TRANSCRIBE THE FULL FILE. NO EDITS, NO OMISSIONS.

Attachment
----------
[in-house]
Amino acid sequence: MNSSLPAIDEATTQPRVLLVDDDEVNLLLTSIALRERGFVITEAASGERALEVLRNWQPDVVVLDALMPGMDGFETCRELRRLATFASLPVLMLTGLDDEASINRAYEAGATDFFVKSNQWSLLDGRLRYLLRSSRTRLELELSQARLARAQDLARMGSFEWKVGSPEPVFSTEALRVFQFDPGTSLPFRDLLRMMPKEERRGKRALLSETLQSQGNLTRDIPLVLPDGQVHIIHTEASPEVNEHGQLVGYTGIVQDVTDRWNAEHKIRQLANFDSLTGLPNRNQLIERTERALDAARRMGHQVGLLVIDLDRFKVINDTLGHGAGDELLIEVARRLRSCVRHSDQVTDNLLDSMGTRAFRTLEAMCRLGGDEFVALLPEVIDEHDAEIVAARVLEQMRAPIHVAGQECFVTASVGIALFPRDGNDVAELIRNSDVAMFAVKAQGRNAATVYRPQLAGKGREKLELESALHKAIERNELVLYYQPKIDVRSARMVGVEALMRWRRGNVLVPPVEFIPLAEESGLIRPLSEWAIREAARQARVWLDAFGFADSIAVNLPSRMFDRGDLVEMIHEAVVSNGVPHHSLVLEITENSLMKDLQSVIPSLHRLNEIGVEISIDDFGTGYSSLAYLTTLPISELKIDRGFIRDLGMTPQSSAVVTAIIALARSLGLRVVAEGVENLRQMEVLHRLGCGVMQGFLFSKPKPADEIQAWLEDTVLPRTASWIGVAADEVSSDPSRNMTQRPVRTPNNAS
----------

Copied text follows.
[in-house]
Amino acid sequence: MNSSLPAIDEATTQPRVLLVDDDEVNLLLTSIALRERGFVITEAASGERALEVLRNWQPDVVVLDALMPGMDGFETCRELRRLATFASLPVLMLTGLDDEASINRAYEAGATDFFVKSNQWSLLDGRLRYLLRSSRTRLELELSQARLARAQDLARMGSFEWKVGSPEPVFSTEALRVFQFDPGTSLPFRDLLRMMPKEERRGKRALLSETLQSQGNLTRDIPLVLPDGQVHIIHTEASPEVNEHGQLVGYTGIVQDVTDRWNAEHKIRQLANFDSLTGLPNRNQLIERTERALDAARRMGHQVGLLVIDLDRFKVINDTLGHGAGDELLIEVARRLRSCVRHSDQVTDNLLDSMGTRAFRTLEAMCRLGGDEFVALLPEVIDEHDAEIVAARVLEQMRAPIHVAGQECFVTASVGIALFPRDGNDVAELIRNSDVAMFAVKAQGRNAATVYRPQLAGKGREKLELESALHKAIERNELVLYYQPKIDVRSARMVGVEALMRWRRGNVLVPPVEFIPLAEESGLIRPLSEWAIREAARQARVWLDAFGFADSIAVNLPSRMFDRGDLVEMIHEAVVSNGVPHHSLVLEITENSLMKDLQSVIPSLHRLNEIGVEISIDDFGTGYSSLAYLTTLPISELKIDRGFIRDLGMTPQSSAVVTAIIALARSLGLRVVAEGVENLRQMEVLHRLGCGVMQGFLFSKPKPADEIQAWLEDTVLPRTASWIGVAADEVSSDPSRNMTQRPVRTPNNAS